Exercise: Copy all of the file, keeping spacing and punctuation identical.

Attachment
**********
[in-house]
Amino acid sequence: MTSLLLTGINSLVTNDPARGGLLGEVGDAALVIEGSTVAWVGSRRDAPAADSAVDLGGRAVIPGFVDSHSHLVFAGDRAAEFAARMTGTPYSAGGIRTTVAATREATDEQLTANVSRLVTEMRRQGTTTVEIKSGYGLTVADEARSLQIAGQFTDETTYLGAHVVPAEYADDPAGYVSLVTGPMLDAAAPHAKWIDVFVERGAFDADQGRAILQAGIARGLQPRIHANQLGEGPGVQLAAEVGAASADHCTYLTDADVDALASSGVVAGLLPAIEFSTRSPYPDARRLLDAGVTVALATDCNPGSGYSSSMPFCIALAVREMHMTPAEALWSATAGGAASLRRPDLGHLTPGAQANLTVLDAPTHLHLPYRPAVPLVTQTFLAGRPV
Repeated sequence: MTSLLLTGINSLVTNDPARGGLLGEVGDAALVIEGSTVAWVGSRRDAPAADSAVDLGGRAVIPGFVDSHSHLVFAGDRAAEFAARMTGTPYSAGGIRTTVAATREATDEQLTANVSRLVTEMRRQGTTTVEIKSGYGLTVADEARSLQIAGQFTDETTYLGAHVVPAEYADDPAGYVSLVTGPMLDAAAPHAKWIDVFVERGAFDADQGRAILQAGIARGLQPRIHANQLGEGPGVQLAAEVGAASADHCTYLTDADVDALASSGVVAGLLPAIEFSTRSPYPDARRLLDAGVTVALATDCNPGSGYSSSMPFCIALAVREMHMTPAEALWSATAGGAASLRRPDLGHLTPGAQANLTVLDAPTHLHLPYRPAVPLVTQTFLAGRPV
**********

[in-house]
Amino acid sequence: MTSLLLTGINSLVTNDPARGGLLGEVGDAALVIEGSTVAWVGSRRDAPAADSAVDLGGRAVIPGFVDSHSHLVFAGDRAAEFAARMTGTPYSAGGIRTTVAATREATDEQLTANVSRLVTEMRRQGTTTVEIKSGYGLTVADEARSLQIAGQFTDETTYLGAHVVPAEYADDPAGYVSLVTGPMLDAAAPHAKWIDVFVERGAFDADQGRAILQAGIARGLQPRIHANQLGEGPGVQLAAEVGAASADHCTYLTDADVDALASSGVVAGLLPAIEFSTRSPYPDARRLLDAGVTVALATDCNPGSGYSSSMPFCIALAVREMHMTPAEALWSATAGGAASLRRPDLGHLTPGAQANLTVLDAPTHLHLPYRPAVPLVTQTFLAGRPV
Repeated sequence: MTSLLLTGINSLVTNDPARGGLLGEVGDAALVIEGSTVAWVGSRRDAPAADSAVDLGGRAVIPGFVDSHSHLVFAGDRAAEFAARMTGTPYSAGGIRTTVAATREATDEQLTANVSRLVTEMRRQGTTTVEIKSGYGLTVADEARSLQIAGQFTDETTYLGAHVVPAEYADDPAGYVSLVTGPMLDAAAPHAKWIDVFVERGAFDADQGRAILQAGIARGLQPRIHANQLGEGPGVQLAAEVGAASADHCTYLTDADVDALASSGVVAGLLPAIEFSTRSPYPDARRLLDAGVTVALATDCNPGSGYSSSMPFCIALAVREMHMTPAEALWSATAGGAASLRRPDLGHLTPGAQANLTVLDAPTHLHLPYRPAVPLVTQTFLAGRPV